By Mathew Charles
BBC News, Vilnius
An annual gay rights conference in the Lithuanian capital, Vilnius, was attacked with smoke bombs, after a rally in the city was banned.
The mayor said building work in the city made the rally unsafe
Over 200 gays, lesbians and transsexuals attended the meeting.
Delegates inside a local bar found it difficult to breathe after the smoke bombs were thrown, but had to stay inside because of safety concerns.
The event was to be part of a week of events organised by ILGA Europe, a gay rights group based in Brussels.
A press officer for Mayor Juozas Imbrasas told the BBC the public gathering had been banned because of what she said were "safety concerns" due to building works.
ILGA Europe rejected the mayor's decision saying no alternative site had been offered to them and described the ruling as appalling.
Executive Director Patricia Prendiville said "It is a positive duty of the city authorities to offer an alternative venue to the applicant and they did not do that.
"There is no doubt that the City of Vilnius used the construction works as a cover. "
Earlier this year a similar ban in Poland dating back to 2005 was found to be in violation of the European Convention on Human Rights.
The conference is held annually in Lithuania
Juris Lavrikos, communications officer for ILGA Europe said, "This ruling also applies to Lithuania. We're very sorry that the Mayor of Vilnius is apparently ignoring this. If we have to take this case to Strasbourg too, it will be a total of waste of Lithuanian tax-payers' money."
Many at the conference see this ban as further evidence of the Lithuanian administration's apparent lack of commitment to equality.
The publication of a recent study from the Vytautas Magnus University in the city of Kaunas, was halted by university officials. A Professor of Sociology in charge of the project said he was convinced this was because it contained four pages exploring homosexuality.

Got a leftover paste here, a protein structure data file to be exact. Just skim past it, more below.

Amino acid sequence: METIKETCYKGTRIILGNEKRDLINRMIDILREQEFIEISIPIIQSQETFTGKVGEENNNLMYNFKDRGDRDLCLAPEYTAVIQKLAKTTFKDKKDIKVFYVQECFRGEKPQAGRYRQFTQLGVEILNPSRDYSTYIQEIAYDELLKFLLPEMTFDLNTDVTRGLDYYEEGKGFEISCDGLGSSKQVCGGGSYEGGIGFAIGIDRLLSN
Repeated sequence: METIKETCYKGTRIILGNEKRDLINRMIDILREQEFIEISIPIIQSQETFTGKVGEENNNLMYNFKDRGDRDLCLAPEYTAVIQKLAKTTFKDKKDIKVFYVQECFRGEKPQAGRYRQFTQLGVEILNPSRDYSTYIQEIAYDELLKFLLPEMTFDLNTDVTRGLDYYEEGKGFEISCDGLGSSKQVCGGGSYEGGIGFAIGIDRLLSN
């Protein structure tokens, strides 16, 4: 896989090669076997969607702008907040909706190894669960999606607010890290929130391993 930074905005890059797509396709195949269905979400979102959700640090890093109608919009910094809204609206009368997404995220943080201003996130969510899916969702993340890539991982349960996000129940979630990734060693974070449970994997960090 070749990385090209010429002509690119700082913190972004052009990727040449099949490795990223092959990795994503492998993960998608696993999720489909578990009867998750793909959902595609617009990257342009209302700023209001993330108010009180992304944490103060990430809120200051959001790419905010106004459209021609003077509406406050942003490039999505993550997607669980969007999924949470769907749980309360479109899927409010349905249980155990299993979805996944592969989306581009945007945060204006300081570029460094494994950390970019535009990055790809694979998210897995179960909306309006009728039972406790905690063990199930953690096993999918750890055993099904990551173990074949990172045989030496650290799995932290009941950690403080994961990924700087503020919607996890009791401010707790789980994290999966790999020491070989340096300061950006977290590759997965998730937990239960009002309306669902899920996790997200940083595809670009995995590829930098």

Vladimir Simonko from the Lithuanian Gay League said, "There is unfortunately institutional homophobia in Lithuania. A recent survey of MPs revealed the majority of them have a negative attitude towards the gay community. It's hard work for us."
The Lithuanian parliament, the Seimas, is currently debating proposed legislation that would ban what they call the "propagation of homosexuality" to minors. Such a move would ban literature or films in schools that were about homosexual relationships.
A representative from the European Commission said these proposals would contradict EU anti-discrimination legislation, not to mention the values of the European Union.
But Rima Baskine, head of the Seimas Commission for Family and Child Affairs emphasised that the proposed law in no way contradicts anti-discrimination measures as the bill is not intended to encroach on the tolerance of homosexual and bisexual relationships.
"They should just not be promoted," she maintained.
A vote on the proposals is expected before Christmas.